A local news item on the 21 May, pointed out that the unusually low water level had left some of the boat-houses high and dry.

The schooner MINNIE PROCTOR from Oswego, with coal for Thos. Myles got lost in the fog and went ashore at Oakville, but was got off after lightering some cargo. The only damage reported was to her rudder.

It was the 27 May before the UNDINE was completed, and had taken on her cargo of staves. The destination of her maiden voyage had, by this time, been changed to Clayton, N.Y.

On Wednesday, 24 June, the steamer CITY OF TORONTO was booked for a moonlight excursion under the auspices of the Masonic Fraternity. The services of the Band. of the 13th Battalion had been secured. and the steamer sailed from the Great Western Wharf at 7:00 p.m. Two days later, the iron steamer ROTHSAY CASTLE commenced regular trips to Toronto, calling at Oakville en route. She sailed from Zealand's Wharf at 8:00 a.m, and was due in Toronto at 10:30 a.m. Leaving Toronto at 4:00 p.m., she was scheduled to arrive at Hamilton at 6:00 p.m.

A notice on the 23 June reminded the public that the steamer ARGYLE was running two trips per day to Oaklands and the Beach. She started from the Victoria Wharf and called at Bastien's Wharf.

Another item on the same day stated:

"The splendid first-class, upper-cabin steamer OSPREY sails for Montreal this evening at 8:00 p.m., calling at the principal intermediate ports. The OSPREY affords excellent accommodation for passengers and those making the round-trip have the advantage of residing on board the steamer while in Montreal."

The Masonic Fraternity of Dundas were out for a good time on St. John the Baptist Day, with a trip from Dundas on the ARGYLE which would call at the Victoria Wharf before proceeding to Oaklands and the Beach. She then had to get the boys back in time to partake of a moonlight excursion aboard the CITY OF TORONTO. This proved to be a great success with the 13th Battalion Band and the Quadrille Band. Dancing was

"kept up with spirit"
from 8 until midnight and Wm. Lee did the catering. Good weather made a very pleasant night.

The expertise of another boat-builder, Martin Stally, doing business at the foot of James Street, was recognized by the Hamilton Spectator on the 26 June, as follows:

"Yesterday afternoon a new seagoing yacht, christened WATER LILY, was launched for Mr. G. A. Medcalf of this city. She is cutter-rigged, has a centre-board, and registers seven tons. Her length is 25 ft., breadth of beam, 8'6" and her depth is 3 feet. She is painted white, with blue and gold moulding below the gunwale. She is fitted with a cabin having movable berths and embraces every facility and convenience for weathering a rough sea. Mr. Stally has laid the keel of a yacht for Capt. Geo. Smith."

On Monday, 29 June, the Spectator, in the spirit of joy which signalled the approach of Canada's first birthday, noted that:

"The splendid little steam tug PRINCE ALFRED leaves the Railway Wharf every evening at 5:30 p.m. for the Canal and Wellington Square. She returns from the Square at 8:00 p.m. and the Canal at 8:30 and will make several trips on Dominion Day."

They also remarked that,

"Mr. H. L. Bastien had, as usual, made extensive arrangements for the celebration of Dominion Day by putting his immense fleet of sailing and row boats in complete order. If the day is fine, we know of no pleasanter diversion than a sail on the Bay and we are certain that on the day approaching, as it has been on all summer holidays, a flourishing business will be done."

Aeneas MacKay lost some income from his steamer OSPREY as we are informed that she was lying in the canal basin at Dundas, having some work done on her boiler. This information was forthcoming on the 29 July.

At this time, an attempt was made to market the peat from the Humberstone peat bog and some Hamilton capital was invested in the Anglo-American Peat Co. This firm had built a 4 foot gauge tramway from a wharf on the Welland Canal, on the line of the 3rd Concession of Humberstone Twp., one mile west to their plant. Machinery for preparing the peat for fuel, was purchased in Troy, N.Y. and the engine of 20 HP was built by F. G. Beckett & Co. of Hamilton.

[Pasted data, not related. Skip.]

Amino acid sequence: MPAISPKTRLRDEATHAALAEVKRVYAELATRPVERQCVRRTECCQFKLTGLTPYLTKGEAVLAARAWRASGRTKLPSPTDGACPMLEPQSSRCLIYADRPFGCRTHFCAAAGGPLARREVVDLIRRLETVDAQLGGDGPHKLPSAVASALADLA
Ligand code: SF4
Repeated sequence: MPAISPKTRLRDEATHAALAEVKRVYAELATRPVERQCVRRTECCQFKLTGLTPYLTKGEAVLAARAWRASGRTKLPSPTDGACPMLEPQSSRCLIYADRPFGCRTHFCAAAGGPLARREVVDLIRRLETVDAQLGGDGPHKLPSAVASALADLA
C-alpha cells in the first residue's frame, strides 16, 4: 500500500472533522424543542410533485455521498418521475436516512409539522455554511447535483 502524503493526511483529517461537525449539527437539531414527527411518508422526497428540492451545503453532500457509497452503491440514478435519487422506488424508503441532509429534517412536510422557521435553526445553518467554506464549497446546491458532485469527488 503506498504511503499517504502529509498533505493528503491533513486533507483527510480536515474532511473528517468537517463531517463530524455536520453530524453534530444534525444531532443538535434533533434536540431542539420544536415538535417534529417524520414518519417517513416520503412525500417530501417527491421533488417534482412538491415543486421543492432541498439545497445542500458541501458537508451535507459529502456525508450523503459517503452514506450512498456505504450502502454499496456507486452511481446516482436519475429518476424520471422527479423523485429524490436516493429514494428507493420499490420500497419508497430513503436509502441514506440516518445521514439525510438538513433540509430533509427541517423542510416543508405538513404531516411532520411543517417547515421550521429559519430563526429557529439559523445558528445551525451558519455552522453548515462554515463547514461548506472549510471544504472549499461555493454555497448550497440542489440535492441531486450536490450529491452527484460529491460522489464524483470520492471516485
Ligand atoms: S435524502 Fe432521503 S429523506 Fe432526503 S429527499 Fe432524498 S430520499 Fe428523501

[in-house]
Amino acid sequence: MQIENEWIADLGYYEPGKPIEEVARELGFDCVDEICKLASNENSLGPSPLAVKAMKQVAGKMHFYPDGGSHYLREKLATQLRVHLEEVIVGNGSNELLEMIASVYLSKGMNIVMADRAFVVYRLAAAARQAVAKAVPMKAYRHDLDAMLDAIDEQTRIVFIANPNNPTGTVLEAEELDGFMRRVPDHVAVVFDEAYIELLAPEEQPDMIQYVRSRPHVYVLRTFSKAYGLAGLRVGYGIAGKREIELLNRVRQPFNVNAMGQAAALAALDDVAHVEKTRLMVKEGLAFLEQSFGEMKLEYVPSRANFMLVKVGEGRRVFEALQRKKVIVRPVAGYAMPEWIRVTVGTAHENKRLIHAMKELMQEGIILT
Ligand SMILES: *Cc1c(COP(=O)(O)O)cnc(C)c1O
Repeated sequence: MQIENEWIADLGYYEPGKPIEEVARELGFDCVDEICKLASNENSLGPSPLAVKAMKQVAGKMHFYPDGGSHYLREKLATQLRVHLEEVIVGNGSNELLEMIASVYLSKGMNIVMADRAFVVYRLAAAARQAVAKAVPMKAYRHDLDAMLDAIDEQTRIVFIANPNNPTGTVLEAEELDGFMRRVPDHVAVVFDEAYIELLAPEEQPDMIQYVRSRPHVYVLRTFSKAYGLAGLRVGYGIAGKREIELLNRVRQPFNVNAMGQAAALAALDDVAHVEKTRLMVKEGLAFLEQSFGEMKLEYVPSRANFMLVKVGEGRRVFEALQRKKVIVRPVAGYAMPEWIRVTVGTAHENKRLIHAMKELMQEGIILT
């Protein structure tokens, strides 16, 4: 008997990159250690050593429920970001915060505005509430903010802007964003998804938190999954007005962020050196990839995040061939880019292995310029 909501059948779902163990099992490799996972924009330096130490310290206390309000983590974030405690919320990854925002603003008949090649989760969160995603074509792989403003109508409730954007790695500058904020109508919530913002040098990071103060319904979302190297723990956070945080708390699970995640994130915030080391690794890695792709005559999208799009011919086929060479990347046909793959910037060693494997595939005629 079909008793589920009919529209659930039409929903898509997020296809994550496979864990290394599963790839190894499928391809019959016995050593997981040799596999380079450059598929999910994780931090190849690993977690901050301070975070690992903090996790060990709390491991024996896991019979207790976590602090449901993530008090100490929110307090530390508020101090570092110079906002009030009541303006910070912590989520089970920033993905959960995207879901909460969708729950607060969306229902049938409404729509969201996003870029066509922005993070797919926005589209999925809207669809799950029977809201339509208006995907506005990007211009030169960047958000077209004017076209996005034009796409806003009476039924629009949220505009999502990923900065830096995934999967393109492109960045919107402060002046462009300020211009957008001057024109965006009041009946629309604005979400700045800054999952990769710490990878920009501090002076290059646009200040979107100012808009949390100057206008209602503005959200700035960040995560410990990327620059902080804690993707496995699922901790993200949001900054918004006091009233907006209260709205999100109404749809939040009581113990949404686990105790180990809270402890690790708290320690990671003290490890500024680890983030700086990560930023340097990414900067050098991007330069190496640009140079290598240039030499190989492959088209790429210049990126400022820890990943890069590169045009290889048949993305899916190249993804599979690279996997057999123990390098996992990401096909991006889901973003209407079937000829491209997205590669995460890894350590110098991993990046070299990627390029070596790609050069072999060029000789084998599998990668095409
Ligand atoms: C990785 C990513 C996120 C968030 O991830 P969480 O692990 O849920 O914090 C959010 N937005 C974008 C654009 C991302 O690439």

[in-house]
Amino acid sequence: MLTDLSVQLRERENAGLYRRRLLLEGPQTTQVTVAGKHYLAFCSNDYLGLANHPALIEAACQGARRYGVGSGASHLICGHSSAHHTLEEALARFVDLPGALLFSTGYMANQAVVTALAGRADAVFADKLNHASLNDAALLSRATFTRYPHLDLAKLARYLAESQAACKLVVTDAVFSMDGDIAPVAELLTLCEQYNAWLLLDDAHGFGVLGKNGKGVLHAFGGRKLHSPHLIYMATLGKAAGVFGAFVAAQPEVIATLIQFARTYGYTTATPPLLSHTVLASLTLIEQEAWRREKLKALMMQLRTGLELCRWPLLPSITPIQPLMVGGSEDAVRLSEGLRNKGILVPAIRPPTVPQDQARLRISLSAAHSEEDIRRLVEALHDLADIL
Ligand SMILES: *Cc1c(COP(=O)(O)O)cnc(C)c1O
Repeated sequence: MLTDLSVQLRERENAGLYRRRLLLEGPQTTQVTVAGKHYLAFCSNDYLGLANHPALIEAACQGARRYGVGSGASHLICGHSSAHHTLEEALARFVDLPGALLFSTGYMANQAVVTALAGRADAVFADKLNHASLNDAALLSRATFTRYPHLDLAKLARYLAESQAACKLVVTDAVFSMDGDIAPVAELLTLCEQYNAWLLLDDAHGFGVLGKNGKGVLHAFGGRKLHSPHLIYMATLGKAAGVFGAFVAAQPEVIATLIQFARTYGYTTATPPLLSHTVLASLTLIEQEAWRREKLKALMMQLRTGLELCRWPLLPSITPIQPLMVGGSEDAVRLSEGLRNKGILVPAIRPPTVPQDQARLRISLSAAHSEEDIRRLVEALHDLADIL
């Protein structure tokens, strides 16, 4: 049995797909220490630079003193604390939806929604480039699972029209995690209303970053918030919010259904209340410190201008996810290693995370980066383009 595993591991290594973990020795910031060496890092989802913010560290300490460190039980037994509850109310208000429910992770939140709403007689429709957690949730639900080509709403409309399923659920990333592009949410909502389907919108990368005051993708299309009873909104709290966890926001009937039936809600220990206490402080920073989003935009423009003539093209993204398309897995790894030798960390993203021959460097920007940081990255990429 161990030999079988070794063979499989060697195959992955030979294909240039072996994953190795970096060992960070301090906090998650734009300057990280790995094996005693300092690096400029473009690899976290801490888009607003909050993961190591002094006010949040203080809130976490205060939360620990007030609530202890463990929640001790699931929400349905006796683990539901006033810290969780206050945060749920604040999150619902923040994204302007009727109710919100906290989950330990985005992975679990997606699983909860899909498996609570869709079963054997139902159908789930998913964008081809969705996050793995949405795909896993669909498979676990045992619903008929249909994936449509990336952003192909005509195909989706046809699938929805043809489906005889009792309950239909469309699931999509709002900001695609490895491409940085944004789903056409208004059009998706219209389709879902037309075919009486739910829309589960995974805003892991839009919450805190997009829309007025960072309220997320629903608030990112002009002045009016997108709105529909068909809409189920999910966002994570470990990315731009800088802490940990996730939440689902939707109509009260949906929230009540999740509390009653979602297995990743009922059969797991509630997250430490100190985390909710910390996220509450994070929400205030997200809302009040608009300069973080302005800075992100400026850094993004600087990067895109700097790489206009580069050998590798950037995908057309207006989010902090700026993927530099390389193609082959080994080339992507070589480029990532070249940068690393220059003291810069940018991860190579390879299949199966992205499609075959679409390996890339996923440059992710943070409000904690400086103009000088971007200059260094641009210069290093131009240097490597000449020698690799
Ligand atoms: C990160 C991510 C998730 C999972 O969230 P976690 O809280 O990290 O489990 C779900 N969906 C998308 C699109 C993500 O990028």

On Friday, the 14 August, auctioneers Benning & Barsalou advertised that the propellers AVON and INDIAN would be sold at Montreal. The AVON was at Kingston and the INDIAN was lying at Proctor's Wharf in Hamilton.

Andrews' Shipyard at Port Dalhousie launched the hull of the steam barge DROMEDARY on Tuesday, 25 August, for David Steele of Hamilton. The mortgage was held by D. Butters & Co. She measured 120.0 x 22.5 x 10.6 and had a gross tonnage of 460, net 359. She was towed. to Hamilton for the fitting of machinery by F. G. Beckett & Co. The christening ceremony was carried out by Miss Steele.

The Hamilton Spectator, on.the 21 September, printed this piece of news:

"Recently H. L. Bastien noticed that about 200 feet of new rope was missing from his establishment and he suspected the crew of the sailing scow WAITE from Oswego with sand for the Glass Works. On investigation, he found his rope and retrieved all but six feet of it, which he left dangling over the side of the scow, so that the thief, when he hauled up the short end, would find that he didn't have enough to hang himself with."

At about 1:00 a.m., on the 7 October the Welland Railway steamer PERSEVERANCE, bound for Oswego with 20,147 bus. of corn, consigned to T. S. Mott, burned 15 miles off Pultneyville, N.Y. Her captain and 13 others were lost, while 5 survivors were picked up by her running-mate ENTERPRISE,Capt. John Fitzgibbons.

The death of Thomas Rae occurred on the 28 September. He was a brother of Dr. Rae the Arctic explorer and Richard H. Rae, local immigration agent. He was the youngest son of Thos. Rae of Weir Isle, in the Orkney Islands and was born 23 May 1818. He left Scotland as a boy and resided in New Brunswick, later in Kingston, coming to Hamilton in 1842 or 1843. At one time, he was a partner with one of his brothers in shipping. Latterly, he did business on his own account and had four sailing vessels and was about to build a propeller.

A brief news item on the 19 October stated that the first cargo of peat ever brought to Hamilton, had been unloaded on Proctor's Wharf and would be offered for sale in small quantities.


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This volume is copyright The Estate of Ivan S. Brookes and is published with permission of the Estate. The originals are deposited in the Special Collections of the Hamilton Public Library.